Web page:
Graham Reid | | <1 min read
In the late Nineties, this song by Moana Maniapoto with her band the Moa Hunters was the Grand Jury Prize Winner in the International Songwriting Competition. It beat out over 11,000 other entries -- and, without hearing any of the others, we might say "rightly so".
It is a remarkable piece, not just in its low and powerful delivery by Moana and the haunting production by Simon Holloway, but for its timely message which contrasts European (and other) styles of tattoo with the Maori moko which is imbued with something much more deeply meaningful and culturally significant than a butterfly on your shoulder.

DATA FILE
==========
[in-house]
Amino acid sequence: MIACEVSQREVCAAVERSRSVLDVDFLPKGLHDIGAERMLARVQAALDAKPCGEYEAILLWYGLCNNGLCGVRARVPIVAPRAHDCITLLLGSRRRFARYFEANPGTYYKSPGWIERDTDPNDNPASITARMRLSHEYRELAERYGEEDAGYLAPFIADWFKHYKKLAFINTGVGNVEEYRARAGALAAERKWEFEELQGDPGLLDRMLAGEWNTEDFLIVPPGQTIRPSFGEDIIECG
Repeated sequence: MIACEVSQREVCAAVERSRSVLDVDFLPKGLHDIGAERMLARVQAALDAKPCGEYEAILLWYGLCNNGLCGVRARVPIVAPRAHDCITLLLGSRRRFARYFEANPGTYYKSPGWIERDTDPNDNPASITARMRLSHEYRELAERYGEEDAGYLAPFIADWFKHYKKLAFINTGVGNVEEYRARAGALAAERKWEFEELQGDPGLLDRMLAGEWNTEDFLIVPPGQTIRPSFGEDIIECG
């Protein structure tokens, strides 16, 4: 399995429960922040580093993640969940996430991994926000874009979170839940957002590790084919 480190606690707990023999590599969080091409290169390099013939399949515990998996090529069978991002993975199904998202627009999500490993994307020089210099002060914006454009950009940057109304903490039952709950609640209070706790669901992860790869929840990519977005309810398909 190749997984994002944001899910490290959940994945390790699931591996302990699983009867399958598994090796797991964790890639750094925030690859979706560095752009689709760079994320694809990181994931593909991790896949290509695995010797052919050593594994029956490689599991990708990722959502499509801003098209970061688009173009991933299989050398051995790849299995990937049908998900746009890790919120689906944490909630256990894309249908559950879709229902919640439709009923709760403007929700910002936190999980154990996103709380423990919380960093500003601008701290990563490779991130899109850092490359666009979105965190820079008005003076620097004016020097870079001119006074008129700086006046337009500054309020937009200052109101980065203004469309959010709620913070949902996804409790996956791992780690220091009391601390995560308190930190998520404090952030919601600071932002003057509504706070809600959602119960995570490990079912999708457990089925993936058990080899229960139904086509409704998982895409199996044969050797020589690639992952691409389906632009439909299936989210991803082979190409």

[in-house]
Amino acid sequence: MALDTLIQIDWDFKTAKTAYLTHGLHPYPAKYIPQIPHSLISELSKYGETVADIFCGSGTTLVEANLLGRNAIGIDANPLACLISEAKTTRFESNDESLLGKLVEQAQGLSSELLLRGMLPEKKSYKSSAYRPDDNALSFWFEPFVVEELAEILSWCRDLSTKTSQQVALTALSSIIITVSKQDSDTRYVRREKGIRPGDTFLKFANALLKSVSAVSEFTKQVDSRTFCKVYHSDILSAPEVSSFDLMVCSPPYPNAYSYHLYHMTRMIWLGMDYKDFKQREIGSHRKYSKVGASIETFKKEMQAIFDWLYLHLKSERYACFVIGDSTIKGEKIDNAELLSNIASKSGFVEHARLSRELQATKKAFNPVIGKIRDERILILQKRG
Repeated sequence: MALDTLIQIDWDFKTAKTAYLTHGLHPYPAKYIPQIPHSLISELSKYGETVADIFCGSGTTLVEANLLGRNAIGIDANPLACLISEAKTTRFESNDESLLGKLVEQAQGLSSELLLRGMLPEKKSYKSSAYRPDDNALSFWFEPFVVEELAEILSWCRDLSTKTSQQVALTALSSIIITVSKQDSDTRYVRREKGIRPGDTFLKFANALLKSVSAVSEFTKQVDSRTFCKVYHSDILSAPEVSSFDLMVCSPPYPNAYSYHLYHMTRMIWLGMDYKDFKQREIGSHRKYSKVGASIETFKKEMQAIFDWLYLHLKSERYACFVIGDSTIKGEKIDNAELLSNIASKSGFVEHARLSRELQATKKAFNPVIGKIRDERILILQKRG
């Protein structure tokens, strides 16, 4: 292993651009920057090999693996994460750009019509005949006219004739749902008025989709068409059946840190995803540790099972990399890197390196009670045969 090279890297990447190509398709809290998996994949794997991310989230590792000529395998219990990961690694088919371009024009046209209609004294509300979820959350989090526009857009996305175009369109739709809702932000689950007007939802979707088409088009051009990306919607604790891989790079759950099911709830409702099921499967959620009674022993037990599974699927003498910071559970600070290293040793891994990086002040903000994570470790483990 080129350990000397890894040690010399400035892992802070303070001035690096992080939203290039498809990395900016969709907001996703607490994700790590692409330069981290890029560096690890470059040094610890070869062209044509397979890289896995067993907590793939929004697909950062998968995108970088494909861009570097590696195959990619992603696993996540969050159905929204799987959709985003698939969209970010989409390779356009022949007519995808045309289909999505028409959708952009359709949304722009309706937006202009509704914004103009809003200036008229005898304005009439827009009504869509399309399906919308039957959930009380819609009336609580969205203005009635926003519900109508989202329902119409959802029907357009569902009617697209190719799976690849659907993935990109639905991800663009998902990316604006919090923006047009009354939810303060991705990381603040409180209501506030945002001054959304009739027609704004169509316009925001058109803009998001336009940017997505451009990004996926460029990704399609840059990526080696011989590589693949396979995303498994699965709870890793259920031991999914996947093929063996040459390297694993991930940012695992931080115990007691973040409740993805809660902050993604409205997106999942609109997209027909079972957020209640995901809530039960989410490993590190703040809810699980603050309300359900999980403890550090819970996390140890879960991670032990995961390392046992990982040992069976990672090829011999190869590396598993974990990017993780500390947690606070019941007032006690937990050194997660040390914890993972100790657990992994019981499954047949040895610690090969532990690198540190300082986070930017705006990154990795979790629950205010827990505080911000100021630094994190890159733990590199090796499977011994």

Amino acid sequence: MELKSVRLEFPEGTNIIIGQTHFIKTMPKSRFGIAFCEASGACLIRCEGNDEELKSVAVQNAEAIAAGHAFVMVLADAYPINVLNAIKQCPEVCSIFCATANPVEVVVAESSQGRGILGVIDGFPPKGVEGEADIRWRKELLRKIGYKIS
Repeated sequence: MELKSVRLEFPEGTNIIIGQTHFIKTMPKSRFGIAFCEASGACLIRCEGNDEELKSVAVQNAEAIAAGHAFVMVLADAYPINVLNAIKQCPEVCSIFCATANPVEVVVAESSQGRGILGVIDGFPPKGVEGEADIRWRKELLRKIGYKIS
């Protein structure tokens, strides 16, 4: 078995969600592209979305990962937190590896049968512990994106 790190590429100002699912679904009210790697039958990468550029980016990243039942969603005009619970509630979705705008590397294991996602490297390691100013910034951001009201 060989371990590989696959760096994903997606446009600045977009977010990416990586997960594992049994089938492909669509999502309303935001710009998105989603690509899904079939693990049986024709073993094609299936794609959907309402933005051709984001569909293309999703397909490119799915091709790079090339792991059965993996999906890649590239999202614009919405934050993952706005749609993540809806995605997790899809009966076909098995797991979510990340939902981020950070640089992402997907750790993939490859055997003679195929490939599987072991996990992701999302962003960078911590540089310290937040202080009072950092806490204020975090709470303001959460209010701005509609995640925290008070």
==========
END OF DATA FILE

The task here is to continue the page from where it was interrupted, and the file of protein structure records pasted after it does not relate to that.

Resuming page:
The spoken word at the start comes from Maori activist and artist Tame Iti, the low-slung groove hooks you in, and Moana's spoken word section is crystal clear in its delivery and meaning.
The refrain "Did you know that?" is a reminder of how important moko is . . . which might not be something you can say about the body markings people pick up on holiday in Bali or Thailand after a day in the sun and a night on the turps.
Not just an memorable piece of music, but an important one also.
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